The Department of Homeland Security and the FBI on Wednesday blamed hackers linked with the Chinese government for attempting to steal U.S. research into a coronavirus vaccine, an escalation of the bilateral feud over handling of the global pandemic.
The U.S. agencies accused Chinese hackers as well as spies of trying to pilfer intellectual property and other information related to coronavirus treatments.
“The FBI is investigating the targeting and compromise of U.S. organizations conducting COVID-19-related research by [People’s Republic of China]-affiliated cyber actors and non-traditional collectors,” reads the statement from DHS’s Cybersecurity and Infrastructure Security Agency and the FBI. “The potential theft of this information jeopardizes the delivery of secure, effective, and efficient treatment options.”
Labeling their statement a “public service announcement,” the agencies urged medical research organizations to be vigilant and report suspicious cyber activity.
The announcement adds to a slew of charges the Trump administration has made against China for allegedly stealing billions of dollars in U.S. intellectual property.
Beijing has denied all of those allegations. “It is immoral to target China with rumors and slanders in the absence of any evidence,” Zhao Lijian, China’s Ministry of Foreign Affairs spokesperson, said Monday after media reports that the DHS-FBI statement was imminent.
The U.S. advisory is the latest sign of mounting U.S.-China tensions over the virus, which has killed more than 293,000 people worldwide. The Trump administration has accused Beijing of misleading the world about the virus’s severity, which first emerged in the Chinese city of Wuhan. The White House has also labeled the illness the “Chinese virus” as the U.S. federal government has struggled to respond to an outbreak that has infected some 1.4 million people in the U.S.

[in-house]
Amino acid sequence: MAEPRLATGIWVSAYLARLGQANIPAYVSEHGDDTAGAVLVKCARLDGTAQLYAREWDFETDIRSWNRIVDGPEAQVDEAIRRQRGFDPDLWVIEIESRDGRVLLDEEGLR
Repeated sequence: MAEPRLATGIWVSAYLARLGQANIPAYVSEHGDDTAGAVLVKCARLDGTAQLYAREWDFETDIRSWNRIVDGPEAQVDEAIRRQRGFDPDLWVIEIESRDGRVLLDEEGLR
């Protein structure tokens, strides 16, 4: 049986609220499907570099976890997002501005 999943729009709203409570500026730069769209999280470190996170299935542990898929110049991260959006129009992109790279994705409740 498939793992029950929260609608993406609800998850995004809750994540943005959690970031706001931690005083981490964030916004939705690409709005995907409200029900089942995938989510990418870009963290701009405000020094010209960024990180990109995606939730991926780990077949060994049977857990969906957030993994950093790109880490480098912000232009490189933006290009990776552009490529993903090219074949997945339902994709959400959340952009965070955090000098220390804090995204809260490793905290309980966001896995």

The race to treat the virus has taken shape in cyberspace, as hackers linked with multiple governments have scoped medical organizations around the world for valuable data. But Wednesday’s advisory pointed the finger squarely at Beijing whereas U.S. officials had previously avoided naming names.
Tonya Ugoretz, deputy assistant director of the FBI’s cyber division, said last month that state-sponsored hackers were spying on U.S. organizations researching the coronavirus, but did not name a specific government. Last week, cybersecurity officials from DHS and Britain’s National Cyber Security Centre echoed that warning by saying that spies are targeting multiple global health care organizations and pharmaceutical companies worldwide.
This would not be the first time that Chinese hackers have been mobilized in Beijing’s response to a public health threat. Faced with a surging cancer rate in China, hackers have repeatedly targeted organizations conducting cancer research, according to cybersecurity company FireEye.